Nevertheless Pakistan-Taliban relationship is unlikely to be strained as the two leaderships have a past history of camaraderie. Islamabad has to shoulder the burden of three lakh Pashtun refugees only to keep the Taliban in good humour. Even then the Pak authorities, especially, the ‘miltablishment’, will remain tensed up until the formation of new government. The likely triumvirate comprises Haibatullah Akhundzada, supreme commander, more known as a religious leader than a military commander, Abdul Ghani Baradar, deputy leader who is likely head the next government and Sirajuddin Haqqani, leader of designated terrorist group, Haqqani Network, and second deputy Taliban leader.
Baradar was closely associated with Osama bin Laden and co-founder of the Taliban along with Mullah Mohammad Omar, the one-eyed cleric who was the group’s first supreme leader. But Baradar was captured in the Pakistani port city of Karachi in 2010 and kept imprisoned for eight years. The billion dollar question is whether Baradar will forgive and forget the unfriendly experience.
The Taliban brass have reasons to restrict poppy cultivation since they profited much less from the narcotics industry than their enemies in the former Afghan government. Rather more lucrative has been the cross-border trade in legal goods, such as fuel and consumer goods. Moreover, opium prices are lower than they have been for more than a decade, cannabis prices have fallen these last few years, and the margins on methamphetamine – a relatively new drug in Afghanistan’s portfolio – are less than $30 per kilogram. In 2020, Afghan farmers harvested about 2,300 tons of opium, according to the UN estimates. That accounts for over 90 per cent of illicit global supply of and 95 per cent of UK market. However, bigger profit margins on crystal meth drive an Afghan boom in the cultivation of its origin ephedra plant too. But the benefits are reaped by non-Afghan interests.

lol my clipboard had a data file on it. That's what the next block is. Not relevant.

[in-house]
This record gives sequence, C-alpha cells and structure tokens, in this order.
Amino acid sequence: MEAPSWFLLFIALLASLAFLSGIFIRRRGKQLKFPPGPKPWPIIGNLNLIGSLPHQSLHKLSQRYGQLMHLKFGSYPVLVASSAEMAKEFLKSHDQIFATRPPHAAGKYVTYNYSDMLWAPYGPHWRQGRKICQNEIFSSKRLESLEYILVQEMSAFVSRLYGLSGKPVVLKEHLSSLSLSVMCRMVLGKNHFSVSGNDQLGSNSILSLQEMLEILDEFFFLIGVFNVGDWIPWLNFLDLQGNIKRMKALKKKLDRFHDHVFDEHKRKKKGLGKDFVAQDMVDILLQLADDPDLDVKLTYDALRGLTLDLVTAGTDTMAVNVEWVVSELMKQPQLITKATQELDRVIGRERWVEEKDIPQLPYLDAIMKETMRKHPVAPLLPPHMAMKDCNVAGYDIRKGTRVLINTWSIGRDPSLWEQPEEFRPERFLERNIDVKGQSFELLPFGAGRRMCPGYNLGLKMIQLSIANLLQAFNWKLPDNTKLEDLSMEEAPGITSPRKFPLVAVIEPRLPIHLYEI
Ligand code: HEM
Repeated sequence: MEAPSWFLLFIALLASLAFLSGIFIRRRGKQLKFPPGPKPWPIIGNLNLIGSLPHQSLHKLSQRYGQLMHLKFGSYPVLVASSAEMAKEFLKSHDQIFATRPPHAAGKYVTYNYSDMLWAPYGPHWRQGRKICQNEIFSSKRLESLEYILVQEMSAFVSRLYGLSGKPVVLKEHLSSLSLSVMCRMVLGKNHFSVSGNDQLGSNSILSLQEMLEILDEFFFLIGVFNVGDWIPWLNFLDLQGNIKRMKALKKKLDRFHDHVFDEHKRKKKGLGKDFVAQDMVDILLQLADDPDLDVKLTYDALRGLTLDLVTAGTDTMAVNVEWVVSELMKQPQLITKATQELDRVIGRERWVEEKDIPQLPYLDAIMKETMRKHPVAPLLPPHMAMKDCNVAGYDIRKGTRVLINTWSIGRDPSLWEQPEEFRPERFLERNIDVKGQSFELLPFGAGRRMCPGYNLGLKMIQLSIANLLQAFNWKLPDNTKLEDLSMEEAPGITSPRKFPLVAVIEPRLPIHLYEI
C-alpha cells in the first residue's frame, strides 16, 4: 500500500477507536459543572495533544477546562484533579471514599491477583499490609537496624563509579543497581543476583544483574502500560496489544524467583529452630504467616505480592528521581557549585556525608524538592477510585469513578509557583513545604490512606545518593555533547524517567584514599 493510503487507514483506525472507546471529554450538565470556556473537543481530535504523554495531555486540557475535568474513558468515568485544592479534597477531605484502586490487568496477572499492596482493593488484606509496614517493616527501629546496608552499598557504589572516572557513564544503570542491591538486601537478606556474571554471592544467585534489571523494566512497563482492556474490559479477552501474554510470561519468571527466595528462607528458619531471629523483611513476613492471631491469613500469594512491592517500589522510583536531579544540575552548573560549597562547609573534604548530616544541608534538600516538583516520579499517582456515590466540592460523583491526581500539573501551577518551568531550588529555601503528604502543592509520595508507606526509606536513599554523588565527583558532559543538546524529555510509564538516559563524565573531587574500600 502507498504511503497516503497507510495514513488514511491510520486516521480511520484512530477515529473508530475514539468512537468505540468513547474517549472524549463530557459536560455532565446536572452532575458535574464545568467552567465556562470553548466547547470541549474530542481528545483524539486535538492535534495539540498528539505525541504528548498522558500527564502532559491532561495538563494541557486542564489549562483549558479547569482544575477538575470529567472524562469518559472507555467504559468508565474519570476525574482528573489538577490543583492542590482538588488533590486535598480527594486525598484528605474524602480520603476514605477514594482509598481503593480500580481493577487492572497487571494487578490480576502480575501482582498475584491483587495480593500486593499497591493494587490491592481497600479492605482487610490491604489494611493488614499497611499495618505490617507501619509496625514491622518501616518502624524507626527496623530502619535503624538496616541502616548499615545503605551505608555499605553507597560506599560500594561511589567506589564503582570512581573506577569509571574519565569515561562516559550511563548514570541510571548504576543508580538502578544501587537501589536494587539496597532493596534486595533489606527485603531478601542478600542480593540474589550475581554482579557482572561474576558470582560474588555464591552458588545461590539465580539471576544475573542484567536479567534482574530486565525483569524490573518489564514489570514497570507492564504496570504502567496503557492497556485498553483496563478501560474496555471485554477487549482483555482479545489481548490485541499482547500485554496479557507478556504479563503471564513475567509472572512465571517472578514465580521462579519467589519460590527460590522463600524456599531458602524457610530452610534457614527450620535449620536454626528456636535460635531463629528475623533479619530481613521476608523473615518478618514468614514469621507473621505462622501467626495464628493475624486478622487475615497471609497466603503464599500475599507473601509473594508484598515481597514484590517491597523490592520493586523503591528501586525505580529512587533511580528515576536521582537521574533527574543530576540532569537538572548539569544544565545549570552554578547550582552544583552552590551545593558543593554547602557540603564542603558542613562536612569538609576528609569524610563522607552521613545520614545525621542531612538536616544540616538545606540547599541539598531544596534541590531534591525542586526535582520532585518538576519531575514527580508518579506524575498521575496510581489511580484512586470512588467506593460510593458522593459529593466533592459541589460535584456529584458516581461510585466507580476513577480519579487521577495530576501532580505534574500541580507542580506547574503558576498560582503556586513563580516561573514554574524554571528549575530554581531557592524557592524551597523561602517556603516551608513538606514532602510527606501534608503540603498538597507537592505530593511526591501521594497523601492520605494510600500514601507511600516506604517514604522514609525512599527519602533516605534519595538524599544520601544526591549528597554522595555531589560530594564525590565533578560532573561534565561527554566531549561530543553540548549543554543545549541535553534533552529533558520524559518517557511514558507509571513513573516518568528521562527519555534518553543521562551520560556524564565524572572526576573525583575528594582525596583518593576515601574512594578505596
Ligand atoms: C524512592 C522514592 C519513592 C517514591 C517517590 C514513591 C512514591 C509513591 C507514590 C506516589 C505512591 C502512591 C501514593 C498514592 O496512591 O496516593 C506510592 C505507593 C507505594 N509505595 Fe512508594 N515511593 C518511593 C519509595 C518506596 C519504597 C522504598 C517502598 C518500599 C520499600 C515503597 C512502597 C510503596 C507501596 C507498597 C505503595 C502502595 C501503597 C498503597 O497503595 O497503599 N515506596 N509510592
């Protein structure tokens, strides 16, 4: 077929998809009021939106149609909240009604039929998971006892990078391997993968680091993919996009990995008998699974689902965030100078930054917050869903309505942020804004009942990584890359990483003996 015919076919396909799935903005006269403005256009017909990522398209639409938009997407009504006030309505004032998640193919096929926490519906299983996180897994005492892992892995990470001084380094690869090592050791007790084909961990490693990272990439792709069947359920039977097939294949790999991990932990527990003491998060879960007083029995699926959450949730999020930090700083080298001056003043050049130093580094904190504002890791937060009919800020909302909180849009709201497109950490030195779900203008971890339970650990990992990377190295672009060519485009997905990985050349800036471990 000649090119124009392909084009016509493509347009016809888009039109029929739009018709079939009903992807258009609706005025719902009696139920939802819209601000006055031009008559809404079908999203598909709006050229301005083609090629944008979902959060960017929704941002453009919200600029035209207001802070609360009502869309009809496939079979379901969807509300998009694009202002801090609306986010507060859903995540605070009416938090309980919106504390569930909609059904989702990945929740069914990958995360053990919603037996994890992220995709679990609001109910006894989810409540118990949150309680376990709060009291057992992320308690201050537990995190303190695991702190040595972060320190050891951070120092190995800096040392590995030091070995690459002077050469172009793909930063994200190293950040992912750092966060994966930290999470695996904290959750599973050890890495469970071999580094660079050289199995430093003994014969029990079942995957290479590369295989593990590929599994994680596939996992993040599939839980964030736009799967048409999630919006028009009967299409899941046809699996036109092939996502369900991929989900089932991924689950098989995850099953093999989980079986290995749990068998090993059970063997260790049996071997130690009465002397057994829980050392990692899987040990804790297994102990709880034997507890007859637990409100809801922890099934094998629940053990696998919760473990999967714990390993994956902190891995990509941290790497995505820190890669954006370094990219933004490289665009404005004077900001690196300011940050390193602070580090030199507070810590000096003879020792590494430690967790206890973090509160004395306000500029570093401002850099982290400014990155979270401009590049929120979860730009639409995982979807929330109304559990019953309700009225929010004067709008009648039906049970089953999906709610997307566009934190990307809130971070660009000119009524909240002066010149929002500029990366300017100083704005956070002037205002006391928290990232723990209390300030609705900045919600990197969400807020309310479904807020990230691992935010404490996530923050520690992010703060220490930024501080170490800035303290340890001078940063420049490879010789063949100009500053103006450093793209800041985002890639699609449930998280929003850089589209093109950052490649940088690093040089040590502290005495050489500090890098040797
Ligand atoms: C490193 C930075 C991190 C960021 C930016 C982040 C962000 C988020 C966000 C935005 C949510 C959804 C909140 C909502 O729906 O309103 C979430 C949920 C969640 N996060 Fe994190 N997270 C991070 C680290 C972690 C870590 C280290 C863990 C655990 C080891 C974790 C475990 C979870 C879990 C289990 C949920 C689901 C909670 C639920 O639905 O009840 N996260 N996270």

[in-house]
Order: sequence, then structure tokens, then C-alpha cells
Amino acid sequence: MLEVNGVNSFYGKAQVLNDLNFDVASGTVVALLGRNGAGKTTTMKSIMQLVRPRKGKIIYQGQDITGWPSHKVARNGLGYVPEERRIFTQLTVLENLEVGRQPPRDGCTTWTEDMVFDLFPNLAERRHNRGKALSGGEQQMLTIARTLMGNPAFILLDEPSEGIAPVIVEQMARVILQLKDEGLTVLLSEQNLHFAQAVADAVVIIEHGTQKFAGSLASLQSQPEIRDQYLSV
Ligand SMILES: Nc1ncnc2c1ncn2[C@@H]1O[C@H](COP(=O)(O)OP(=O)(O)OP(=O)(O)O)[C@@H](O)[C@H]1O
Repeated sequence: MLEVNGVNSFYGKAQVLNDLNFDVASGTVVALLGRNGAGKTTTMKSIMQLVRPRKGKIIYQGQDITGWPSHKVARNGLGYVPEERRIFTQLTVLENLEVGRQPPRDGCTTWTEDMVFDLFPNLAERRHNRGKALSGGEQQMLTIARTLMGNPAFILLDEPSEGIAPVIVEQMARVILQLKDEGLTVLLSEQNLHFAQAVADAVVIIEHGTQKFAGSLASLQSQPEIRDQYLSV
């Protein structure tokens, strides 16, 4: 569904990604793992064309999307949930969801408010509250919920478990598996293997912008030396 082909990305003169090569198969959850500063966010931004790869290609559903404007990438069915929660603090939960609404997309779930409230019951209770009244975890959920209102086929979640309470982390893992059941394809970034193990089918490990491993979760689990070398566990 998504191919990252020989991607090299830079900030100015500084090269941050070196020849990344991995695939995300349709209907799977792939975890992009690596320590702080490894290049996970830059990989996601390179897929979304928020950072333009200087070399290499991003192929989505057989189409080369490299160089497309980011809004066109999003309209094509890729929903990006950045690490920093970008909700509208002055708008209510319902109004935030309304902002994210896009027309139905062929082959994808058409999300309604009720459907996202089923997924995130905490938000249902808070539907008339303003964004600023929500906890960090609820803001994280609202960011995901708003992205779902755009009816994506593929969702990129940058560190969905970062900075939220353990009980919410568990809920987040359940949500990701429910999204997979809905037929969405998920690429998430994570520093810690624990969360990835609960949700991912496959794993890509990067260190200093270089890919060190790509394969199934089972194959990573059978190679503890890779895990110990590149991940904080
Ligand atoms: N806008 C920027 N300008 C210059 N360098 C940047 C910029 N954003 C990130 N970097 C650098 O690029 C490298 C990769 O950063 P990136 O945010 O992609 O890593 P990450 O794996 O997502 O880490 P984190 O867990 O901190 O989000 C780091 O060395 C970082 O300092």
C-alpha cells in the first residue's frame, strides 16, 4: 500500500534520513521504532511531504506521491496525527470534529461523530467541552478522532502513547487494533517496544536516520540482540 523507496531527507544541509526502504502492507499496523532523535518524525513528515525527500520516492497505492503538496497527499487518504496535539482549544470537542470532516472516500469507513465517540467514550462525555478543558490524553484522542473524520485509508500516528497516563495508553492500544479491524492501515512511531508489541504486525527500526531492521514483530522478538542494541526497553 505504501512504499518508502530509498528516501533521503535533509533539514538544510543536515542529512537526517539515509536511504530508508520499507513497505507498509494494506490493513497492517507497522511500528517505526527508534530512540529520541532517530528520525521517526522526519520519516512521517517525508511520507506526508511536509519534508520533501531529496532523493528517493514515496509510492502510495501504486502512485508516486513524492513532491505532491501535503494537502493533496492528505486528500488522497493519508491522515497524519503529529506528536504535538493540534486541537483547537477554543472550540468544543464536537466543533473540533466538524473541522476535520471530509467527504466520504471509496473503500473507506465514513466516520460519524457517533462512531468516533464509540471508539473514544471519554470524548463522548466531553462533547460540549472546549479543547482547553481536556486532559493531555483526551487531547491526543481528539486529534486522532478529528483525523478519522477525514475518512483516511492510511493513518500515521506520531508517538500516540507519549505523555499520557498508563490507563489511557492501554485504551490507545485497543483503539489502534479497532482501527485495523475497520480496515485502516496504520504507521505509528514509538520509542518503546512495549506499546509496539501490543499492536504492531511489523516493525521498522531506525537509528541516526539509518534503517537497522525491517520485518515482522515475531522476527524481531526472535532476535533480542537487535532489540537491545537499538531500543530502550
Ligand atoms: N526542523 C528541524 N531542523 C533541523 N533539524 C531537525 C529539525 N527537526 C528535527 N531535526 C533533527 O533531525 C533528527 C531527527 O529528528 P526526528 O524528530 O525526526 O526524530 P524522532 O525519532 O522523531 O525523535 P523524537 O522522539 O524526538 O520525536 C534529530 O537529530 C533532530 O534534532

The three main neighbours, China, Pakistan and India, have to await whether and how the new strain of Afghan rulers perceive the scale of change needed to transform the Afghan economy away from narcotics and towards other agriculture or industries. But this writer doesn’t agree that land reform is in the agenda in the near future. The Taliban are yet to make any policy commitments to any of stakeholders so far. The unstable situation on the economic, political and military fronts doesn’t spiral out of hand.
Two opposing tendencies are likely to prevail in the coming weeks and months as the regional powers and international community will try to bully the Taliban to “do more” with offerings of carrots and threat of sanctions. The Taliban have to back down and negotiate for peace. Tensions will mount as the terrorist groups like IS and Al Qaeda will leave no nerve unstrained to thwart these efforts, exacerbate tensions and strains between the stakeholders. Pakistan will be used as the area for retreat and there is no shortage of wannabe Taliban from the hitherto vexed neighbour of Afghanistan.
But Afghanistan under Taliban is like an algebraic lemma with more variables than number of equations, meaning that indeterminates are to call the shots. Screenshots showing TV news readers at Taliban gun points suggest hindrances for transition, despite assurances. (IPA Service)